The Neon Demon

In director Nicolas Winding Refn’s latest film, The Neon Demon, everything is as it seems. A highly stylized dive into the corrupt world of high fashion modeling, the film is a natural fit for symbolism. The lush visual imagery is the most important facet of the film, with the plot coming in a distant second. It is one of the beautiful films that emphasize form over function. That being said, the film’s deliberate and careful themes coexist with the visual storytelling rather than fighting against it. Certain themes in the film are direct reflections of the pretty images dancing on screen. Notably, the interconnection of two of these themes, innocence and superficiality, is one of the more pervasive voices throughout The Neon Demon.

The film is loosely arranged around a young girl trying to make it in California. Jesse (Elle Fanning) has just moved to Los Angeles to try her looks at a modeling career. She is statuesque and drop-dead gorgeous, and those around her can always sense a certain “it” factor oozing from her. When she is befriended by a makeup artist and a pair of models, Jesse’s submersion into the darker side of beauty and competition begins to drown her.

The manner that Refn frames Jesse, both thematically and within the physical frame of the film highlights his insistence on her balance between innocence and corruption.

Physically, she is angelic. Tall. Pale. Blonde. Always with a perfect pout on her lips. Though she is lanky enough to tower over most of the other people she encounters, she is often sitting, so that she can be shown looking up toward other characters. This forced articulation makes her often look like a child, gazing up at a parent. She is soft spoken and unsure of herself. In stark contrast we have Ruby (Jena Malone), the makeup artist. She wears dark and stylish clothing, vampy lipstick, with a coy smile. Ruby seems to dance around answering direct questions, hinting of the fact that she knows far more about nearly everything than Jesse does.

Jesse repeatedly insists throughout the film that she is not nearly as innocent as she appears to be. Given that she looks as innocent as a recently baptized baby, her assertion is weighty and pulls from multiple levels of assumption. First, Jesse must understand how innocent she looks, but not only that; she must understand how innocent the other person assumes she must be. This necessitates her understanding of her projected perfection to the other person. Next, she must believe that she is more corrupt, even slightly, than the expectations of the person she is talking to. She must, on some level, understand how innocent she looks, but her repeated claim of corruption is ultimately unfounded. Jesse is in fact exactly as innocent as she appears and has no deep down inner demons.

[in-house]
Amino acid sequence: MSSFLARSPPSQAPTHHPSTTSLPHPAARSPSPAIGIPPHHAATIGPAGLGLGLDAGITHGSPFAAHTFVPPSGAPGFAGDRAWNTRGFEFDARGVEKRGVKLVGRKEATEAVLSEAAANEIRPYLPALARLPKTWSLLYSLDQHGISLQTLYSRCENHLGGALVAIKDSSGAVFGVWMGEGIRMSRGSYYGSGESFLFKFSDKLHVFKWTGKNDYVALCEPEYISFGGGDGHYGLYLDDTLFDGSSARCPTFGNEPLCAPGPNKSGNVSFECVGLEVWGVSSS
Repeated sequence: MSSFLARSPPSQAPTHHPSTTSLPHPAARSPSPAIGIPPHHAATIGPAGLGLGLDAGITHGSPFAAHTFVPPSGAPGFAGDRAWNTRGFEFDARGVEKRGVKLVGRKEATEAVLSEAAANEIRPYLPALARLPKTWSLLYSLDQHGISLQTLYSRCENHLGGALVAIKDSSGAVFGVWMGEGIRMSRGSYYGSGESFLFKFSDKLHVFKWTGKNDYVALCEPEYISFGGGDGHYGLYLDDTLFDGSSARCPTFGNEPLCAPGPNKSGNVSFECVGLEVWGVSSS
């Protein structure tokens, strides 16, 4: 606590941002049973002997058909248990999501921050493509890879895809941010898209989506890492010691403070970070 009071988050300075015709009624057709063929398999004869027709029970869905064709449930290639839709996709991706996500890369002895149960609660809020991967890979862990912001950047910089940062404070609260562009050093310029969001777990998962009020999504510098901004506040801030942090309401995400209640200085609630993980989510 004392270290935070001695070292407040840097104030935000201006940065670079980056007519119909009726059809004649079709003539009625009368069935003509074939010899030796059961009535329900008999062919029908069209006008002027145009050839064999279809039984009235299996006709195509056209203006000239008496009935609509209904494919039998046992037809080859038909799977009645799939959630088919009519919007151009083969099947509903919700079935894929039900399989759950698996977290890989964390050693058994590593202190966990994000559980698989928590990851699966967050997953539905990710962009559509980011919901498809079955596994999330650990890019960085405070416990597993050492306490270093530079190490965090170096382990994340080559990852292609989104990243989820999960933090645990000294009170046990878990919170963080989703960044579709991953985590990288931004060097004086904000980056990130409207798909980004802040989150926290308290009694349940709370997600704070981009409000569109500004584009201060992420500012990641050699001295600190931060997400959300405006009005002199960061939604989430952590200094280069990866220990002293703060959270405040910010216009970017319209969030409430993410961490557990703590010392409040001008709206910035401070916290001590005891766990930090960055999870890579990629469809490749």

In other words, she is ruled by superficiality. Beauty is superficial and fleeting, and Jesse is both. Refn has created a world where everything is exactly as it seems. Given human nature’s inclination to overly complicate simple scenarios, this simplistic world within The Neon Demon is unnerving. The creepy innkeeper (Keanu Reeves) who runs the motel where Jesse lives is in fact just as threatening as he appears to be. The two type-A, frenemy models who hang out with Jesse and are wholly threatened by her beauty (Abbey Lee and Bella Heathcote) are just as conniving as we expect them to be. Even the mountain lion that somehow breaks into Jesse’s room one night turns out to be a literal big cat, just hanging out in a seedy motel.

This is not to say that The Neon Demon does not lend itself to analysis beneath the surface. The richness of the film naturally lends itself to examination. The deliberate intention and attention to detail that is pervasive throughout the film makes for a celebration of wild speculation and film analysis. The film is dense and offers plenty to pick apart and reassemble. However, when taking on a symbolic or thematic assessment of The Neon Demon, it begs the question if we are over complicating the film, just as Jesse over complicates herself. Jesse is just as innocent as she looks, which means perhaps The Neon Demon is just as simple as it appears too.

Both Jesse and The Neon Demon can be truthfully described as superficial. With both of them you can enjoy digging and searching for deeper meanings, but be aware that any drawn conclusions may just be your own projections onto the film or onto Jesse, rather than assessments of them as they are. This assertion of pure innocence intersecting superficiality may be Refn’s own comment on Hollywood’s notorious shallowness. Or maybe, my assumption of Refn’s ulterior motive is just more unwarranted digging for meaning in a shallow film.

Deirdre Crimmins lives in Boston with two black cats. She wrote her Master’s thesis on George Romero, and is a staff writer for and a contributor to Rue Morgue Magazine.
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